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Attila Homonna

What happens when you leave behind city life and a career in advertising and DJing, to instead direct all of that creative energy into farming and winemaking? If you taste a bottle of Attila Homonna’s captivating Tokaj wines, you’ll find out.

His project and his wines represent a larger rebirth of Hungarian wine; having only emerged from decades of communist rule in 1989, independent winemaking — and indeed independent thinking and creativity — is now thriving, and the global wine community is thrilled to reap the fruits of this new emerging community’s efforts, with Attila leading the way.

Meet Attila

Attila remembers travelling through the Hungarian countryside with his grandpa as a kid, but he explains,

“Back then, Hungary was still a closed communist country. The wine was undrinkable — Hungary lost its wine culture during communism. But after that, everything changed… people travelled a lot, and life became very interesting. We began tasting French wines, and learnt a lot by doing so.”

Despite not being the son of winegrowers or winemakers, his grandfather had been born in Tokaj (moving away in 1926), so the family had their roots there.

“Tokaj, to me, was always a place of good memories. One day, I went there and drove through a village, having a look at the region, and I just fell in love with a small vineyard and a house. I bought them and began making wine with half a hectare and two barrels.”

In fact, it wasn’t just any house — he used to visit Erdőbénye as a little boy with his mother, and she loved that specific house. Over the years, it had become derelict. He made an offer on it and bought it the following day. Serendipity, or fate?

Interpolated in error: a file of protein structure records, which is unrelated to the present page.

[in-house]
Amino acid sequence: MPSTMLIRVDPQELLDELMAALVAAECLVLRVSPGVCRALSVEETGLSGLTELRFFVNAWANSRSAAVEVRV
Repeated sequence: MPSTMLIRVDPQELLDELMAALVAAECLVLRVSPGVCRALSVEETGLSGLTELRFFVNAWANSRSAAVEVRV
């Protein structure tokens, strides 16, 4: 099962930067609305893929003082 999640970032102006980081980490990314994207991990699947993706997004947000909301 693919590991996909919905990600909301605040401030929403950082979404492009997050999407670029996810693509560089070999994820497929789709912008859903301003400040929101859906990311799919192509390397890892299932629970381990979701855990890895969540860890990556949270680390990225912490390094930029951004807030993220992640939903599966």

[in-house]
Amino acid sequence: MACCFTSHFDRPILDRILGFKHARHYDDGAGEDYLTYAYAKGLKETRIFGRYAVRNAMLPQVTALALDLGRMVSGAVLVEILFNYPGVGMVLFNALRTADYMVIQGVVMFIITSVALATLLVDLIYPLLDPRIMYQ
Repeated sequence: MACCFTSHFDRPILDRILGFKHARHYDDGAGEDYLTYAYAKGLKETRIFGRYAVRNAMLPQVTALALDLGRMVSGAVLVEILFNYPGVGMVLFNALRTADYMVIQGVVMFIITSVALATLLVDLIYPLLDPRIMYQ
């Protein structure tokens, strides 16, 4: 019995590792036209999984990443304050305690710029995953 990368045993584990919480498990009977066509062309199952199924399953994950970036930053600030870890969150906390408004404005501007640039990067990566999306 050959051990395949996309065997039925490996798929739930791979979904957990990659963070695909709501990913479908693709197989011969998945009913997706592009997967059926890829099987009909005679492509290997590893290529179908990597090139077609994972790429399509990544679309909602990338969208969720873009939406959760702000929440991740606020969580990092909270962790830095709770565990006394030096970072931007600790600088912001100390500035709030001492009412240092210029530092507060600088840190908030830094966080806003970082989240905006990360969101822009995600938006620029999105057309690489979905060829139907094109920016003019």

Attila was in his mid 20s, and for the first couple of years he lived in the city during the week, continuing his advertising career, coming out to the countryside on the weekends to work in his little vineyard. Eventually, however, it was the call of the vines and his village life that became louder than his desire to stay in the city:

“When I started, I had parallel lives — the city during the week, and weekends in the countryside. One day, I called my colleagues and said I wasn’t coming back — my life changed. I’ve always loved music, playing instruments, and I’ve also always loved travelling and food. Letting go of city life — moving from the advertising business with all the parties and the concerts — that was the biggest change and challenge. But I had decided that I wanted to be a winemaker, and that was going to be my focus.”

Two decades later, and Attila is settled contentedly; the city and desk routine is now a distant memory, and he wouldn’t change it for the world:

“I am very happy with my life. I love moving. When I’m driving alone on the highway to a vineyard, or when I’m working amongst the vines, well… I just love to do that. I love working in the cellar, I love the harvest, I love my partners… being able to visit restaurants all around the world. I have a home studio and still play music, and I spend a lot of time with my kids. They also love being in the countryside.”

It was a sliding doors scenario; one massive leap for one guy, and an inspiration to nature and wine lovers worldwide.

The Vineyards

Attila’s vineyards, in the middle of the Tokaj region, have now grown from the original half-hectare, to amount to 4.5 hectares. He explains that the vineyards he took over were old, hence lower yielding, and on slopes, thus difficult to mechanise. Therefore, at the time they weren’t considered of value to many other growers, who were focused on quantity over quality. He explains,

“Historically, most of the fruit grown on the flat plains was used for bulk wines and cultivated by the communist regime. The steeper slopes were harder for the communists to work — they weren’t interested in ripping out these plots to replant them. So, in a way, this benefited many of the older vineyards in Tokaj, as they were left untouched.”

This means that Attila is sitting on little national treasures; these elderly vineyards are planted to old massal selections (i.e. not clones, but rather home to very diverse plant material) of the indigenous Furmint and Hárslevelű white varieties. These complex old vines produce incredibly striking wines that can be made in the traditional sweet styles, but also as dry wines. It’s the latter which Homonna has become particularly known for, and which have helped to further provoke a rebirth of these styles in the country.